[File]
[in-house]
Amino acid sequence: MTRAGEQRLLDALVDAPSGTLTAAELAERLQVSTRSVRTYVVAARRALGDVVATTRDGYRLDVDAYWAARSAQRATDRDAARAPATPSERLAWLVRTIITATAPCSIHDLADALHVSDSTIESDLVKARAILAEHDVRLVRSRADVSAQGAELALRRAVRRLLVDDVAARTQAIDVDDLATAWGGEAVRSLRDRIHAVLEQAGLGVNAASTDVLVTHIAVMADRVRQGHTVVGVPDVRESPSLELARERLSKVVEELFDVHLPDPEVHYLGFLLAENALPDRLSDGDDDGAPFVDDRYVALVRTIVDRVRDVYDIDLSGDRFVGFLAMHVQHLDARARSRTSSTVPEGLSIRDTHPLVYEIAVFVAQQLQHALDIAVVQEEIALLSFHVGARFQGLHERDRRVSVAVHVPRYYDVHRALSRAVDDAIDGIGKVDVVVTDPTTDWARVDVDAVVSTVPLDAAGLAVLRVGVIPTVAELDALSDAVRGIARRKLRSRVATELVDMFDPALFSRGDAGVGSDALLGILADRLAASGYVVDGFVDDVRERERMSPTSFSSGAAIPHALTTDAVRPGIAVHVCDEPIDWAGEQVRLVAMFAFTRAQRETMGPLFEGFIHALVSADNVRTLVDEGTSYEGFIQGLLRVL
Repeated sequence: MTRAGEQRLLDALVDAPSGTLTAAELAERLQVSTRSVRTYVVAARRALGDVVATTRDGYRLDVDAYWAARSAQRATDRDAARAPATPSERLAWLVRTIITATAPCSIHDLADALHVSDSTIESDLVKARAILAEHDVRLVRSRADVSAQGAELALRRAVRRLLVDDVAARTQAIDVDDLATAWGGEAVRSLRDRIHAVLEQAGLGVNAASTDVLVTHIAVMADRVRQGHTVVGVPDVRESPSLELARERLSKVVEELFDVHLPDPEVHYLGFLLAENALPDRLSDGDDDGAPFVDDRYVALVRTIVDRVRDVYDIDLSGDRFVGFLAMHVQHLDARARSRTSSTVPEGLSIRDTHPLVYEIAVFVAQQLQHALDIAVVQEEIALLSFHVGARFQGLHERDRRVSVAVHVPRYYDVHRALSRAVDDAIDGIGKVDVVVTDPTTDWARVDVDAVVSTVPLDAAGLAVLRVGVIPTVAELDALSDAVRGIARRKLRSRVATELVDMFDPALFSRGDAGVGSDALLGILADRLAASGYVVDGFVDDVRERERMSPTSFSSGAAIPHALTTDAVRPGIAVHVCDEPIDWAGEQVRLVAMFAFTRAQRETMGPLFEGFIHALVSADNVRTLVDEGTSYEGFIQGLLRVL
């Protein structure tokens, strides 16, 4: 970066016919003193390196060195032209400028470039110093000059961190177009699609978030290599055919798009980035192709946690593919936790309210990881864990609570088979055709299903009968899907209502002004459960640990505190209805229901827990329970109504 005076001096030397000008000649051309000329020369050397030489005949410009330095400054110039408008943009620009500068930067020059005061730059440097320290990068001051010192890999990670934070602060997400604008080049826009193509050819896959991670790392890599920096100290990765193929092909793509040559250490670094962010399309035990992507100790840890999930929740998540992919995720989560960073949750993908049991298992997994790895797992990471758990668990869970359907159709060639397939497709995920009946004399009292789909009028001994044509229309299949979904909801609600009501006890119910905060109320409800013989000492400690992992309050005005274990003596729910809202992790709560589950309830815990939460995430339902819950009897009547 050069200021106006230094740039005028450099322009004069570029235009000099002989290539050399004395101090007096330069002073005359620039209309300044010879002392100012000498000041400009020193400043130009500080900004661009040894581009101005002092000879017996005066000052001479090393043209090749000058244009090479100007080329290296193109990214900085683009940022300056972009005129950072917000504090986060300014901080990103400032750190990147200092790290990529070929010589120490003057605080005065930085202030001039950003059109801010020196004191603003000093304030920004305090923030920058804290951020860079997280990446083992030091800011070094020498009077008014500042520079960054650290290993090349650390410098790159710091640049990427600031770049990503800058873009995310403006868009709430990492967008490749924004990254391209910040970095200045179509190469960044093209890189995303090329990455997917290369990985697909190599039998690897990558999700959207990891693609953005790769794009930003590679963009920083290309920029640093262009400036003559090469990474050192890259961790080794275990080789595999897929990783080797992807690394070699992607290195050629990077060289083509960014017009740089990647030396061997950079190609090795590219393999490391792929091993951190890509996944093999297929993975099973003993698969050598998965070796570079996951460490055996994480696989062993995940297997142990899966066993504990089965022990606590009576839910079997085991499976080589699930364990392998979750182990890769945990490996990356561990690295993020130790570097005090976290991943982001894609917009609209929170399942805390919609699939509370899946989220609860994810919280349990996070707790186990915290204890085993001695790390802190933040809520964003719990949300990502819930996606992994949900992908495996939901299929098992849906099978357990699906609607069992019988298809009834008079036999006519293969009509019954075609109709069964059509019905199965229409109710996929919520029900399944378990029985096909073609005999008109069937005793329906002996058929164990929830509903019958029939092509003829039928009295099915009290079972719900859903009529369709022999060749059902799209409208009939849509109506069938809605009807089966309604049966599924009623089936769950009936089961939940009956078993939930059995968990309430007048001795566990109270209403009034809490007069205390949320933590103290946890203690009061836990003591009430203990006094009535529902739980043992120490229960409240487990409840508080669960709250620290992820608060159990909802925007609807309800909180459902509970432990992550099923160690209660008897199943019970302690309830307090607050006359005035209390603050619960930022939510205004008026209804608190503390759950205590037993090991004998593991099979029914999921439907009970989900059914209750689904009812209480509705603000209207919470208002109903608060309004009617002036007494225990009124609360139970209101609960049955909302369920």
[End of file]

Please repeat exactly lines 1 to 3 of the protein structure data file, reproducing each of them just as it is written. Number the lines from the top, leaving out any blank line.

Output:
[in-house]
Amino acid sequence: MTRAGEQRLLDALVDAPSGTLTAAELAERLQVSTRSVRTYVVAARRALGDVVATTRDGYRLDVDAYWAARSAQRATDRDAARAPATPSERLAWLVRTIITATAPCSIHDLADALHVSDSTIESDLVKARAILAEHDVRLVRSRADVSAQGAELALRRAVRRLLVDDVAARTQAIDVDDLATAWGGEAVRSLRDRIHAVLEQAGLGVNAASTDVLVTHIAVMADRVRQGHTVVGVPDVRESPSLELARERLSKVVEELFDVHLPDPEVHYLGFLLAENALPDRLSDGDDDGAPFVDDRYVALVRTIVDRVRDVYDIDLSGDRFVGFLAMHVQHLDARARSRTSSTVPEGLSIRDTHPLVYEIAVFVAQQLQHALDIAVVQEEIALLSFHVGARFQGLHERDRRVSVAVHVPRYYDVHRALSRAVDDAIDGIGKVDVVVTDPTTDWARVDVDAVVSTVPLDAAGLAVLRVGVIPTVAELDALSDAVRGIARRKLRSRVATELVDMFDPALFSRGDAGVGSDALLGILADRLAASGYVVDGFVDDVRERERMSPTSFSSGAAIPHALTTDAVRPGIAVHVCDEPIDWAGEQVRLVAMFAFTRAQRETMGPLFEGFIHALVSADNVRTLVDEGTSYEGFIQGLLRVL
Repeated sequence: MTRAGEQRLLDALVDAPSGTLTAAELAERLQVSTRSVRTYVVAARRALGDVVATTRDGYRLDVDAYWAARSAQRATDRDAARAPATPSERLAWLVRTIITATAPCSIHDLADALHVSDSTIESDLVKARAILAEHDVRLVRSRADVSAQGAELALRRAVRRLLVDDVAARTQAIDVDDLATAWGGEAVRSLRDRIHAVLEQAGLGVNAASTDVLVTHIAVMADRVRQGHTVVGVPDVRESPSLELARERLSKVVEELFDVHLPDPEVHYLGFLLAENALPDRLSDGDDDGAPFVDDRYVALVRTIVDRVRDVYDIDLSGDRFVGFLAMHVQHLDARARSRTSSTVPEGLSIRDTHPLVYEIAVFVAQQLQHALDIAVVQEEIALLSFHVGARFQGLHERDRRVSVAVHVPRYYDVHRALSRAVDDAIDGIGKVDVVVTDPTTDWARVDVDAVVSTVPLDAAGLAVLRVGVIPTVAELDALSDAVRGIARRKLRSRVATELVDMFDPALFSRGDAGVGSDALLGILADRLAASGYVVDGFVDDVRERERMSPTSFSSGAAIPHALTTDAVRPGIAVHVCDEPIDWAGEQVRLVAMFAFTRAQRETMGPLFEGFIHALVSADNVRTLVDEGTSYEGFIQGLLRVL